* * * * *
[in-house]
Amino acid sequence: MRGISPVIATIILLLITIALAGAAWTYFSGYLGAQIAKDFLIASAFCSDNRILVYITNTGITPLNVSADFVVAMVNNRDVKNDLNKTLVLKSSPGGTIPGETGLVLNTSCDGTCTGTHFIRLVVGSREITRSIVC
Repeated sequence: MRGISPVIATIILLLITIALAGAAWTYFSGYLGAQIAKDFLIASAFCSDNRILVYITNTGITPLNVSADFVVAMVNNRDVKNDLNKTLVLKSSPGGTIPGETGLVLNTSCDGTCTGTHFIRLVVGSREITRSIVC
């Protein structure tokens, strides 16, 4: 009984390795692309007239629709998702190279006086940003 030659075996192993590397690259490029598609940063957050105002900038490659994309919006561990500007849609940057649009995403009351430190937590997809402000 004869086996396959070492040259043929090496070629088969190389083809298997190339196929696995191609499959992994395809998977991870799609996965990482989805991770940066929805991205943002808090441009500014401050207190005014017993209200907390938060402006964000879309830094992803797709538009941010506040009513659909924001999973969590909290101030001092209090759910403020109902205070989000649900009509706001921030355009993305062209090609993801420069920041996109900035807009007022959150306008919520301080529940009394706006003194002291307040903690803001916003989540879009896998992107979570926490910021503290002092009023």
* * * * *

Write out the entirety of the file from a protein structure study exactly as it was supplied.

[in-house]
Amino acid sequence: MRGISPVIATIILLLITIALAGAAWTYFSGYLGAQIAKDFLIASAFCSDNRILVYITNTGITPLNVSADFVVAMVNNRDVKNDLNKTLVLKSSPGGTIPGETGLVLNTSCDGTCTGTHFIRLVVGSREITRSIVC
Repeated sequence: MRGISPVIATIILLLITIALAGAAWTYFSGYLGAQIAKDFLIASAFCSDNRILVYITNTGITPLNVSADFVVAMVNNRDVKNDLNKTLVLKSSPGGTIPGETGLVLNTSCDGTCTGTHFIRLVVGSREITRSIVC
């Protein structure tokens, strides 16, 4: 009984390795692309007239629709998702190279006086940003 030659075996192993590397690259490029598609940063957050105002900038490659994309919006561990500007849609940057649009995403009351430190937590997809402000 004869086996396959070492040259043929090496070629088969190389083809298997190339196929696995191609499959992994395809998977991870799609996965990482989805991770940066929805991205943002808090441009500014401050207190005014017993209200907390938060402006964000879309830094992803797709538009941010506040009513659909924001999973969590909290101030001092209090759910403020109902205070989000649900009509706001921030355009993305062209090609993801420069920041996109900035807009007022959150306008919520301080529940009394706006003194002291307040903690803001916003989540879009896998992107979570926490910021503290002092009023």